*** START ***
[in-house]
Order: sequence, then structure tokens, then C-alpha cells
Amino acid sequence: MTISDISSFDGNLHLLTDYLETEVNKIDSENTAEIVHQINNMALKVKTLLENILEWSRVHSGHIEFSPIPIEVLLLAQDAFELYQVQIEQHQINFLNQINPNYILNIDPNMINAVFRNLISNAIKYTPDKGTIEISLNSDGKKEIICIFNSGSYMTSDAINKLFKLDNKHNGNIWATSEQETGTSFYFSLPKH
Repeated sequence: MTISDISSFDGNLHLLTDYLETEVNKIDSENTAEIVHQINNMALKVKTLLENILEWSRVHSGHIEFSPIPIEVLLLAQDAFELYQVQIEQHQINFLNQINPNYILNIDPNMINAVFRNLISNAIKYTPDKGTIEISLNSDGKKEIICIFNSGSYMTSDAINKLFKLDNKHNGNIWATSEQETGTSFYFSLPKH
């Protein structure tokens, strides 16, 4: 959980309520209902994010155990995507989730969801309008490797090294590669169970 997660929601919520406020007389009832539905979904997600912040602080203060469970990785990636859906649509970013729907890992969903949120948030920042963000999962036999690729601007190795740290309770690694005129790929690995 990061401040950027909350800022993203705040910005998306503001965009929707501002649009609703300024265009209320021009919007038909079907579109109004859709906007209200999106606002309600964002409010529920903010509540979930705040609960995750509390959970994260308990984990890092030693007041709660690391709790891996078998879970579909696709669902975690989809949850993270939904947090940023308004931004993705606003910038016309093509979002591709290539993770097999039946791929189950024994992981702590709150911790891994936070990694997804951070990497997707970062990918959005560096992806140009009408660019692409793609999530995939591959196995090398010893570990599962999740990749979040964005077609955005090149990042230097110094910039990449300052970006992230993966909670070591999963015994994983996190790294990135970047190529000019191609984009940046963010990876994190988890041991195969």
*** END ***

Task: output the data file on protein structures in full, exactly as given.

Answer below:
[in-house]
Order: sequence, then structure tokens, then C-alpha cells
Amino acid sequence: MTISDISSFDGNLHLLTDYLETEVNKIDSENTAEIVHQINNMALKVKTLLENILEWSRVHSGHIEFSPIPIEVLLLAQDAFELYQVQIEQHQINFLNQINPNYILNIDPNMINAVFRNLISNAIKYTPDKGTIEISLNSDGKKEIICIFNSGSYMTSDAINKLFKLDNKHNGNIWATSEQETGTSFYFSLPKH
Repeated sequence: MTISDISSFDGNLHLLTDYLETEVNKIDSENTAEIVHQINNMALKVKTLLENILEWSRVHSGHIEFSPIPIEVLLLAQDAFELYQVQIEQHQINFLNQINPNYILNIDPNMINAVFRNLISNAIKYTPDKGTIEISLNSDGKKEIICIFNSGSYMTSDAINKLFKLDNKHNGNIWATSEQETGTSFYFSLPKH
């Protein structure tokens, strides 16, 4: 959980309520209902994010155990995507989730969801309008490797090294590669169970 997660929601919520406020007389009832539905979904997600912040602080203060469970990785990636859906649509970013729907890992969903949120948030920042963000999962036999690729601007190795740290309770690694005129790929690995 990061401040950027909350800022993203705040910005998306503001965009929707501002649009609703300024265009209320021009919007038909079907579109109004859709906007209200999106606002309600964002409010529920903010509540979930705040609960995750509390959970994260308990984990890092030693007041709660690391709790891996078998879970579909696709669902975690989809949850993270939904947090940023308004931004993705606003910038016309093509979002591709290539993770097999039946791929189950024994992981702590709150911790891994936070990694997804951070990497997707970062990918959005560096992806140009009408660019692409793609999530995939591959196995090398010893570990599962999740990749979040964005077609955005090149990042230097110094910039990449300052970006992230993966909670070591999963015994994983996190790294990135970047190529000019191609984009940046963010990876994190988890041991195969």